Item description for Verb: Architecture Boogazine by Jaime Salazar, Alejandro Zaera & Jorge Wagensberg...
The shift from ''modern'' to digital systems of design and production opens up a material work to a much more profound interaction between author and audience. This change represents a new stage in the development of the relationship that a work--or, in another sense, a message--establishes between the author--or sender--and the reader--or receiver. From the classical work, with its "a priori," essentialist model of appreciation, to the modernist object, with its subjective model of aesthetics, to the emerging cybernetic model, the interface between author and ''user'' has become closer, more direct, and more open. The first issue of the new "boogazine" Verb looks closely at these questions regarding the present relationship between information and authorship in cultural practice, asking: how does the increasing complicity between author and audience affect architectural practice? And how can architecture be conceived more fluidly in terms of information? Handsomely designed and richly illustrated, this combination of book and magazine is the first installment in what is sure to be a groundbreaking journey through architecture and design.
Promise Angels is dedicated to bringing you great books at great prices. Whether you read for entertainment, to learn, or for literacy - you will find what you want at promiseangels.com!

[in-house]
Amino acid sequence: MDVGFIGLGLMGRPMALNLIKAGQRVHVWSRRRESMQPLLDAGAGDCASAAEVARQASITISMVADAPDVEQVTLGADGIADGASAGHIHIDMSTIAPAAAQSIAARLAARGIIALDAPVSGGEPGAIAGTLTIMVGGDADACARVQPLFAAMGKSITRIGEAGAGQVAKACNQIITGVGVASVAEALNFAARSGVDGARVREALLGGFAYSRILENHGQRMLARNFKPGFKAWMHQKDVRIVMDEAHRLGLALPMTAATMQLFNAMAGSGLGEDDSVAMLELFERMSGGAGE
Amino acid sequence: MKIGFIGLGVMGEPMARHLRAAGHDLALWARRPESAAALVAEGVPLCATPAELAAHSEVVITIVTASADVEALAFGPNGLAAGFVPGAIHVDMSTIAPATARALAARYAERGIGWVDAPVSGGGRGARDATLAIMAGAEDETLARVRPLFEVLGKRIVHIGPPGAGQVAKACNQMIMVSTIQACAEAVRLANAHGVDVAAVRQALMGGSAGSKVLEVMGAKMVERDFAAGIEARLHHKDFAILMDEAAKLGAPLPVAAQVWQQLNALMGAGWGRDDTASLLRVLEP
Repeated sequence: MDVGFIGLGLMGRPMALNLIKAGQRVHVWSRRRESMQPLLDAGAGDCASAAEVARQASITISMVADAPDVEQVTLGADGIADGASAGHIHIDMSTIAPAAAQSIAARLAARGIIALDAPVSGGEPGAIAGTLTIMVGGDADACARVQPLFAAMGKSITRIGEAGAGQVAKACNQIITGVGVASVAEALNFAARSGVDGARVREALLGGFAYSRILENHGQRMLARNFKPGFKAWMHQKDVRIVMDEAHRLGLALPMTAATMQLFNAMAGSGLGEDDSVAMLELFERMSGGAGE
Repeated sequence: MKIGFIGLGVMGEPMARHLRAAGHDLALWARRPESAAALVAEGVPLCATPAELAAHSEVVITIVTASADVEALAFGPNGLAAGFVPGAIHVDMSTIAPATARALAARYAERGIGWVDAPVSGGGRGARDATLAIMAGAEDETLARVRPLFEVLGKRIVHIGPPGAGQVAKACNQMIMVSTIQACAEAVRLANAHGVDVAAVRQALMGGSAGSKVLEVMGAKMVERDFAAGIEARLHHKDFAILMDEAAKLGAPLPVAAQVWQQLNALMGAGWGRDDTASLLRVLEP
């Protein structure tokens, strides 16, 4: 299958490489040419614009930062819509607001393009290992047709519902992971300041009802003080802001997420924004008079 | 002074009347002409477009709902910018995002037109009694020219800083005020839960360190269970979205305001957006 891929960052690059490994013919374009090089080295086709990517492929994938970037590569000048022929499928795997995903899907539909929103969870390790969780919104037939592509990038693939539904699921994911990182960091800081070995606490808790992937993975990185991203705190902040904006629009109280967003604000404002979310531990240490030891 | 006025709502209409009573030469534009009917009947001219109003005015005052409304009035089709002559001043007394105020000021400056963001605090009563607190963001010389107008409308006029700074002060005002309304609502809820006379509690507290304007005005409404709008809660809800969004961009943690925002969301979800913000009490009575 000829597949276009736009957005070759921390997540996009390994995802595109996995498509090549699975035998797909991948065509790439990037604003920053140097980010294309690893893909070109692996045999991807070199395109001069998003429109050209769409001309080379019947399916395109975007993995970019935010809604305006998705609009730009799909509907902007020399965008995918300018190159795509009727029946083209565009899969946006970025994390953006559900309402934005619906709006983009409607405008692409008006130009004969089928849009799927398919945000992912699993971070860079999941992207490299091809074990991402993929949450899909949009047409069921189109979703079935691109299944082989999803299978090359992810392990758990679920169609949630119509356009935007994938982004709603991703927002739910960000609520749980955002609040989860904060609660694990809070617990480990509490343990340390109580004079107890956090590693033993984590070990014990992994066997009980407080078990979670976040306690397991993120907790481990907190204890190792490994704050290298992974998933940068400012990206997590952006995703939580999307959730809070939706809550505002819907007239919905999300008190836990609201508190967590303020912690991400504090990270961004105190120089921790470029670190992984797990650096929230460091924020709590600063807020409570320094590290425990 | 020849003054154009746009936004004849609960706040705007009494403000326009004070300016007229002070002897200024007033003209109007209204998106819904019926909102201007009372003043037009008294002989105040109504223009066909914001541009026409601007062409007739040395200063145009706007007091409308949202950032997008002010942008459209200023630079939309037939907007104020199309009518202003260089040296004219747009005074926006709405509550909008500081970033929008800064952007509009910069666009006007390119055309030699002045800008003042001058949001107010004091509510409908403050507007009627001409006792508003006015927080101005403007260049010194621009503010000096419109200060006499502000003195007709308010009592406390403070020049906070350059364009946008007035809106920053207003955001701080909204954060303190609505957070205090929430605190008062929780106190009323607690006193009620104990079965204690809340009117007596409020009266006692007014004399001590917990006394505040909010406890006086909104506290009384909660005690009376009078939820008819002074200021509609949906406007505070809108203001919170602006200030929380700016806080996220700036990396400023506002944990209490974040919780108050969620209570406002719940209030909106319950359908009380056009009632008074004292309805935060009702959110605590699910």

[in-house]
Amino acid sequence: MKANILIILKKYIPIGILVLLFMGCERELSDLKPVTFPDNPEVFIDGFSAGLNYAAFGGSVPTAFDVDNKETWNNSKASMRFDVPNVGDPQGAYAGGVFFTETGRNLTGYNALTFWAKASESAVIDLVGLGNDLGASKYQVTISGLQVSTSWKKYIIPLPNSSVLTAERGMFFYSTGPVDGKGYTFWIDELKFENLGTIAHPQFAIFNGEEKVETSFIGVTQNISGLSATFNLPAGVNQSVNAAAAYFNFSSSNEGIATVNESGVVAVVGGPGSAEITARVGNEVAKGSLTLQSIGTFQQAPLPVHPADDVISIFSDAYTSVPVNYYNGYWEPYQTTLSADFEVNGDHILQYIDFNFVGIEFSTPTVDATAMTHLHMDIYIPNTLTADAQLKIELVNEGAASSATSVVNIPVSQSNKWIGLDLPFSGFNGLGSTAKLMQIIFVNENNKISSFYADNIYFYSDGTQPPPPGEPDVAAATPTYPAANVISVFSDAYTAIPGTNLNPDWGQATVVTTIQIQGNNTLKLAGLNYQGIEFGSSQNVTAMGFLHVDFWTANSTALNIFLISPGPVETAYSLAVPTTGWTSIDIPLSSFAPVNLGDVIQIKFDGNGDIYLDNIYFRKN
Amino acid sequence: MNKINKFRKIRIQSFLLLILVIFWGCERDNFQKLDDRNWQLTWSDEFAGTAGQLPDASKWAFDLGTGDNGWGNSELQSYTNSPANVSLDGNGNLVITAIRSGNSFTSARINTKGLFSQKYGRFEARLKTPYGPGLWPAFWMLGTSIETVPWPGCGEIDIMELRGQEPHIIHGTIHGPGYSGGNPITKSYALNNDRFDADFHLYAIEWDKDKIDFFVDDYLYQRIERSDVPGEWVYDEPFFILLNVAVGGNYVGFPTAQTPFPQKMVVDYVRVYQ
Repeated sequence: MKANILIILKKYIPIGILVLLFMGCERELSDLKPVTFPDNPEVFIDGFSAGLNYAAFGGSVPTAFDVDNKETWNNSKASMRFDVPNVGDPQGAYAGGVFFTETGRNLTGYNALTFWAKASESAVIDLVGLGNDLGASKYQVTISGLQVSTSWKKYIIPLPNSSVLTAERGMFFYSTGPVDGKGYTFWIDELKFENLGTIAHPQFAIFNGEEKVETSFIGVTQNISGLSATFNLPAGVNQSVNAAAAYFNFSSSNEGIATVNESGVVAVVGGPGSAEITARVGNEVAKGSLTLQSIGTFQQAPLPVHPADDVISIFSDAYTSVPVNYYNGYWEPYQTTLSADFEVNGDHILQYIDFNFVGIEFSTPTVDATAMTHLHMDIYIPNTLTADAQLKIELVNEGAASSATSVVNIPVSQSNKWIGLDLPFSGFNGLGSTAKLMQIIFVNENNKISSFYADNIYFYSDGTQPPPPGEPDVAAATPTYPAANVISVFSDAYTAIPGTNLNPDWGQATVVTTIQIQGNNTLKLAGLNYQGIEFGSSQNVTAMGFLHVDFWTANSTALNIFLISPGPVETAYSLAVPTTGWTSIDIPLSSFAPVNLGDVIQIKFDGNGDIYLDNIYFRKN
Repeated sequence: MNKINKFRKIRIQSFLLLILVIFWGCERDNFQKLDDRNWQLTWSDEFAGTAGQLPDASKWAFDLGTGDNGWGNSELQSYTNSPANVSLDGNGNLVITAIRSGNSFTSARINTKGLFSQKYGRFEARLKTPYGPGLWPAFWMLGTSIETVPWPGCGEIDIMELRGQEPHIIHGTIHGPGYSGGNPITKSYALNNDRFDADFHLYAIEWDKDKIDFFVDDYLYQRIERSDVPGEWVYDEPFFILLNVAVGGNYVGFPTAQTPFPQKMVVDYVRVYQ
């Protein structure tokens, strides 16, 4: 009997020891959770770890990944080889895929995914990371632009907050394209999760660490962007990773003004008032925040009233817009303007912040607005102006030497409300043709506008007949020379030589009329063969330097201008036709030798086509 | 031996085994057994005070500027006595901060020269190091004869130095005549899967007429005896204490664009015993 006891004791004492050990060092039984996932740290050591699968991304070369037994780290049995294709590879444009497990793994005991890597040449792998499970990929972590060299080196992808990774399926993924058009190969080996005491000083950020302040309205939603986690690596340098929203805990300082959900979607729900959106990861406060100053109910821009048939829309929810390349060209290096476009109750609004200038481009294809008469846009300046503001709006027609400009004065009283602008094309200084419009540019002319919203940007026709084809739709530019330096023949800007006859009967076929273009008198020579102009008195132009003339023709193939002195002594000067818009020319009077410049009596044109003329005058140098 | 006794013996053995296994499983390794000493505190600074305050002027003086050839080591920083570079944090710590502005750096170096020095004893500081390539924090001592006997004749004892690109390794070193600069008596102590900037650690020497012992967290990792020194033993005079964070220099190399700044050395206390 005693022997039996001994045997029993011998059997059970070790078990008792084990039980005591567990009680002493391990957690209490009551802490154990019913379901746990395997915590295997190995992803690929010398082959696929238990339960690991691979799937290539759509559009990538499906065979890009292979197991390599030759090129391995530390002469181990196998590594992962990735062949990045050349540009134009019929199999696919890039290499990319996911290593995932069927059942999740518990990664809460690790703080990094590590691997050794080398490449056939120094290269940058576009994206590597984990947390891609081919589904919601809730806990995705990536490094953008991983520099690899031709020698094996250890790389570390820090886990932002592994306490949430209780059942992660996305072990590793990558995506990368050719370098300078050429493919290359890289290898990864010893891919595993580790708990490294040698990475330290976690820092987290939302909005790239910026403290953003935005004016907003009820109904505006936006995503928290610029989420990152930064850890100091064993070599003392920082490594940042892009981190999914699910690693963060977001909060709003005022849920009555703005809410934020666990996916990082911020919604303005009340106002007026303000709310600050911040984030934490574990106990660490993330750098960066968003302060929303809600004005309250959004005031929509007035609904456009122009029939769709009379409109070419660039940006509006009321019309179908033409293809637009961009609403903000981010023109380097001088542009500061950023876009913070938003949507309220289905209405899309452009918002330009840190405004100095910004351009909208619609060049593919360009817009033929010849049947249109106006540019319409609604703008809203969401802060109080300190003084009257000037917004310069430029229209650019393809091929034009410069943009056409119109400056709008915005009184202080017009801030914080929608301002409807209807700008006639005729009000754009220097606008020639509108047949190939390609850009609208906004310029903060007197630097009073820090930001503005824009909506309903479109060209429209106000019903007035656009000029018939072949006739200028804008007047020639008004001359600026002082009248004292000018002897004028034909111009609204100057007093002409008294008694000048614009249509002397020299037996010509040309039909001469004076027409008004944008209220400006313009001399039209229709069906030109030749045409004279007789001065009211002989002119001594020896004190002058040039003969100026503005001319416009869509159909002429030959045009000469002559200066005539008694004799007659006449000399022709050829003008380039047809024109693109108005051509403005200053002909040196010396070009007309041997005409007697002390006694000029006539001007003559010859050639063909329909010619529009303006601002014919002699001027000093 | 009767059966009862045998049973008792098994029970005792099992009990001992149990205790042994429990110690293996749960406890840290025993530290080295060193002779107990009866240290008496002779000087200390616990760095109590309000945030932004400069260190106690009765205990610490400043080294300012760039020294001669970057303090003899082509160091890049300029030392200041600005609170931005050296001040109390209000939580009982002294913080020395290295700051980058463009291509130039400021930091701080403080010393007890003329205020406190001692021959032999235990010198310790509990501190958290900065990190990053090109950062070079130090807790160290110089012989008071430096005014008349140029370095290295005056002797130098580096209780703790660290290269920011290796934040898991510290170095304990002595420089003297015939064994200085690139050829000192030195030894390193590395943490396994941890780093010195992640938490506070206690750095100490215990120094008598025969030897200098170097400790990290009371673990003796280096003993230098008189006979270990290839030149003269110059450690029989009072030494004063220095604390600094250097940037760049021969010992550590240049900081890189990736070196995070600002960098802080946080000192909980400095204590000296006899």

Reviews - What do customers think about Verb: Architecture Boogazine?
Exceptionally striking bookazine needs attention! May 17, 2003
A new type of publication 'bookazine' does match to what 'Verb' has. What 'Verb' is all about is both conceptual and constructional progress in the field of architecture in recent years. It shows us selected good examples which manage to cope with the state of uncertainty by paying attention to the development of design process. Changing paradigm gives rise to changing type of publication.
Worth reading, but curious of what's next. May 15, 2003
I've read the majority of it, and now I could say that it's worth reading 'Verb' for those who would like to know how we can find/generate a kind of new concept and develop it into buildable form in the state of uncertainty. I think projects and buildings in 'Verb' are quite good examples. And the word 'boogazine' is pretty interesting because it implies that the new controversial topics like things in magazines and little old undoubtful ones like in referential books would be combined into one so that the main concept of so-called new architecture, which is neither single assertion nor definite, can be well-expressed. BUT I've felt a bit boring about its contents. Most of them could not tell us things different from what Jeffrey Kipnis wrote in 'Towards a New Architecture' and what Deleuze describe world, which means the majority of articles/books after his are similar to one another and not progress further. Is it time to see a new one or fine architectural result based on the philosophy of Deleuze? I hope 'Verb' will be another step forward to it.
Worth a subscription. Groundbreaking Nov 20, 2002
Exceptional production values enhance this well illustrated and innovatively designed book-magazine (produced in a French and Spanish edition too) that includes critical and theoretical essays on design and architectural topics. Planned to issue three issues annually. Recommended.